This court finds that the Thomas decision (id.) best exemplifies the appropriate balance between required disclosure and protection of the expert's identity.
The Thomas court held (302 AD2d at 38) that "in medical malpractice actions the [parties] are presumptively entitled to a statement of the ... expert's qualifications in 'reasonable detail' (CPLR 3101 [d][i]), as the statute commands, and that [a party] in such cases may avoid compliance with this obligation only upon production of proof sufficient to sustain findings (a) that there is a reasonable probability that such compliance would lead to the disclosure of the actual identity of their expert or experts, and (b) that there is a reasonable probability that such disclosure would cause such expert or experts to be subjected to 'unreasonable annoyance, expense, embarrassment, disadvantage, or other prejudice' (CPLR 3103[a])."
With respect to the demand for the expert's years of graduation and internship, the court finds that defendants have failed to sufficiently show that there is a reasonable probability that the requested disclosure would lead to discovery of the expert's identification.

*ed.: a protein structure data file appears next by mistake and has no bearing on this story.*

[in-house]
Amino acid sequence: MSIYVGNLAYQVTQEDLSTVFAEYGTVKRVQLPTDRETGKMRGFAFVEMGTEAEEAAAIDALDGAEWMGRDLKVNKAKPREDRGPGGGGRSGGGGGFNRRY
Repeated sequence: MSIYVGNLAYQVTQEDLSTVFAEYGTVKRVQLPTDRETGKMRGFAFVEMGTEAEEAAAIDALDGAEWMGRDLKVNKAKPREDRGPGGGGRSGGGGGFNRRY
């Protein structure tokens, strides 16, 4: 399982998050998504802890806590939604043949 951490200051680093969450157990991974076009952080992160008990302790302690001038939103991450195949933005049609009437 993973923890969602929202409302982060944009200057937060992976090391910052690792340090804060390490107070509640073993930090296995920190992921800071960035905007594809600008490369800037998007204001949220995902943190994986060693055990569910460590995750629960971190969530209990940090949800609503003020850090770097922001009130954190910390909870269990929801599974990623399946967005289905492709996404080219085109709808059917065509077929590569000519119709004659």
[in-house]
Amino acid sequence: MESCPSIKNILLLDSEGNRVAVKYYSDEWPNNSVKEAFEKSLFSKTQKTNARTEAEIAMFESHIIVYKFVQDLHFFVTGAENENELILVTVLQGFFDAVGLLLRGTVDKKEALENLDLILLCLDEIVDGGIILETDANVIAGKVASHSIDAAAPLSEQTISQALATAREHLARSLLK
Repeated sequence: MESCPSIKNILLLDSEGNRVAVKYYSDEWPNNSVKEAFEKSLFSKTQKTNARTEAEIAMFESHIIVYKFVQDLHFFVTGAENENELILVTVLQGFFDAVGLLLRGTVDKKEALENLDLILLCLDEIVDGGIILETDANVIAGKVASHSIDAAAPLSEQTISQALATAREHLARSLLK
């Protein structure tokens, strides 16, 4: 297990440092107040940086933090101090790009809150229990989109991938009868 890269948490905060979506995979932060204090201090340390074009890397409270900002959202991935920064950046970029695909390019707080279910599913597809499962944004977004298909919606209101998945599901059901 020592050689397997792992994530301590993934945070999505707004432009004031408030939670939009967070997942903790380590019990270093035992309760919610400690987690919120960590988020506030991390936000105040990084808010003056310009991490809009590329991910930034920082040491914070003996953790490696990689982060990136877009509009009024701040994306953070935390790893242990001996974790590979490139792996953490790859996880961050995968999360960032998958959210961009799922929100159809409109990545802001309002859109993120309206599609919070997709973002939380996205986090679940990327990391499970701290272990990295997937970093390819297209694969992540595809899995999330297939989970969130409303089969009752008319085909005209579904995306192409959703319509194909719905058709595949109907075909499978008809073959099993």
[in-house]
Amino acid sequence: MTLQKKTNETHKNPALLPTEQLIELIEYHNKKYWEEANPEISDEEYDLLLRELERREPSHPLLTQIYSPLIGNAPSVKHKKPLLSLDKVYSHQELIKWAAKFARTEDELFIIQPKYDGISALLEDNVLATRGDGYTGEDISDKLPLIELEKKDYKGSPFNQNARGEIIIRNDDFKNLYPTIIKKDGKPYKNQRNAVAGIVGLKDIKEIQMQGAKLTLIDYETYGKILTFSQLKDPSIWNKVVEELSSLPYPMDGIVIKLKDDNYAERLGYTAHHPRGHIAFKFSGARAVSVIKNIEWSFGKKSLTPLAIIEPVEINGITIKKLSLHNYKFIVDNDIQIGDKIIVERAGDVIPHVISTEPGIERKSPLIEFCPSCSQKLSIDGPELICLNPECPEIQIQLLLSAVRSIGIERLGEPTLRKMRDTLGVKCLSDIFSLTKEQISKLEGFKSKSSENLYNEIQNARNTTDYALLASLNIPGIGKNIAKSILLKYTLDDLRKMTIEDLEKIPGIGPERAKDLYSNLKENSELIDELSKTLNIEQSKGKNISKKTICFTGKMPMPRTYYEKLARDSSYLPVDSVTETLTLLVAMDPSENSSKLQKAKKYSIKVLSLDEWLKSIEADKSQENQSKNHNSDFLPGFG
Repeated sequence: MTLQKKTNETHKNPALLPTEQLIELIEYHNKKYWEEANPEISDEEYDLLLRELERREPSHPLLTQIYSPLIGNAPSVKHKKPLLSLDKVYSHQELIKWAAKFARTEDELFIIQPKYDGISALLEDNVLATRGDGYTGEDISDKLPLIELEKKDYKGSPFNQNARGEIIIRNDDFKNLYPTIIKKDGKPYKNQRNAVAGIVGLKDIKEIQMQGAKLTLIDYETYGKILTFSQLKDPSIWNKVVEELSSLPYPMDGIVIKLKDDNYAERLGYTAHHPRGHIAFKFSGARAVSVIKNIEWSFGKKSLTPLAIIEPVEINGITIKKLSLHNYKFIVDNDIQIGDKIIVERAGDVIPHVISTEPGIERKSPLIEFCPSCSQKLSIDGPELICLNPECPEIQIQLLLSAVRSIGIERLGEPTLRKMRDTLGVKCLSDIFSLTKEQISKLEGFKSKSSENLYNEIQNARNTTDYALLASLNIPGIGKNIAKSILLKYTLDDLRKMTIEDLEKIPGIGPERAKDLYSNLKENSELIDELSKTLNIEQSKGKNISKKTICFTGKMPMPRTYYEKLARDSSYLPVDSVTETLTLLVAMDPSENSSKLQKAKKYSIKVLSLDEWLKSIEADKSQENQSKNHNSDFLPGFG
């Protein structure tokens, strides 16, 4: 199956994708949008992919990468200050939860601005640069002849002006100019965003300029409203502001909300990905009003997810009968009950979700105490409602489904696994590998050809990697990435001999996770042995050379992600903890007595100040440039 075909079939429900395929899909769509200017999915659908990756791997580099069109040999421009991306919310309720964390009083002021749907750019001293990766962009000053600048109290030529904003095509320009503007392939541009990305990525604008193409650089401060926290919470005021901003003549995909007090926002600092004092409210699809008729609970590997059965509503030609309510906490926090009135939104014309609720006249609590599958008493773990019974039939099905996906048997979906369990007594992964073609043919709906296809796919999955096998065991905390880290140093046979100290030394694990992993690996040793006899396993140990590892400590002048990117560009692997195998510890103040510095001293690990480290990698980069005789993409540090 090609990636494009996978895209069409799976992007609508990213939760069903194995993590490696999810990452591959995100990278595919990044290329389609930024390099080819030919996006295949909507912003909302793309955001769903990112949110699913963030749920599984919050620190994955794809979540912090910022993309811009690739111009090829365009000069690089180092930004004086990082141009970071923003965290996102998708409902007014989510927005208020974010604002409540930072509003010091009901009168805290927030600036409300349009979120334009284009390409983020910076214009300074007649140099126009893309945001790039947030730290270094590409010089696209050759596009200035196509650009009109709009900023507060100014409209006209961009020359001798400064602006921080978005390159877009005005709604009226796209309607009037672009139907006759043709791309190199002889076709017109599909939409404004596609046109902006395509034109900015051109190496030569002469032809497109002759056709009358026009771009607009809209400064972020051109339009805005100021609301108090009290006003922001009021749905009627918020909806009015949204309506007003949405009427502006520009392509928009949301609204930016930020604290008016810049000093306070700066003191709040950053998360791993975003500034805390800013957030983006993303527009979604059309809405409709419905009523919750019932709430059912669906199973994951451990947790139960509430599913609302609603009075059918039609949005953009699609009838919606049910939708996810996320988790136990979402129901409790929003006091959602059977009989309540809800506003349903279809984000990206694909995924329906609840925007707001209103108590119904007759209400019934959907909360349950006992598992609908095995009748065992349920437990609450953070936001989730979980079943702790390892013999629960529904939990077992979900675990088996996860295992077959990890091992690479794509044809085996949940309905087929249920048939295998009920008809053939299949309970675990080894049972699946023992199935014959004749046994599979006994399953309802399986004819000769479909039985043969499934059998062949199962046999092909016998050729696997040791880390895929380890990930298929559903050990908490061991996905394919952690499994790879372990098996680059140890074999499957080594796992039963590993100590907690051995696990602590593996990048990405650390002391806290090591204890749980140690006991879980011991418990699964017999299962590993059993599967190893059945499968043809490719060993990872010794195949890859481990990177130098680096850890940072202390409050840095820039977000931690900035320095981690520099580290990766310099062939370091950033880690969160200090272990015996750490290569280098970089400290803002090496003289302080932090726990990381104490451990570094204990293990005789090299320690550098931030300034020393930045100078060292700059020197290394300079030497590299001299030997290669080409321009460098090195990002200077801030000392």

The publication information will likely lead to the identity of the expert but defendants have neither moved for a protective order nor shown that disclosure of the expert's identity would lead to "unreasonable annoyance, expense, embarrassment, disadvantage, or other prejudice."
Defendants have failed to overcome the presumption that the expert's qualifications must be disclosed in reasonable detail.
In view of the court's "broad discretion to supervise discovery" (Dolback v Reeves, 265 AD2d 625, 626) and, in particular, its "broad discretion in addressing expert disclosure issues" (Gross v Sandow, 5 AD3d 901, lv dismissed in part and denied in part 3 NY3d 735), the plaintiffs' motion for further expert disclosure is granted.
The motion to preclude the expert's testimony on the basis of his or her qualifications and on the basis of "bolstering" or "duplication" is denied without prejudice to renewal at trial.
All papers, including this decision and order, are being returned to plaintiffs' counsel. The signing of this decision and order shall not constitute entry or filing under CPLR 2220. Counsel is not relieved from the applicable provisions of that section relating to filing, entry and notice of entry.
This memorandum shall constitute both the decision and the order of the court. [*4]
IT IS SO ORDERED.
DATED: ALBANY, NEW YORK
AUGUST 17, 2005
THOMAS J. SPARGO, JSC
Notice of motion;
Affidavit of Krzykowski;
Affidavit of McFarland;
Reply affidavit of Mills.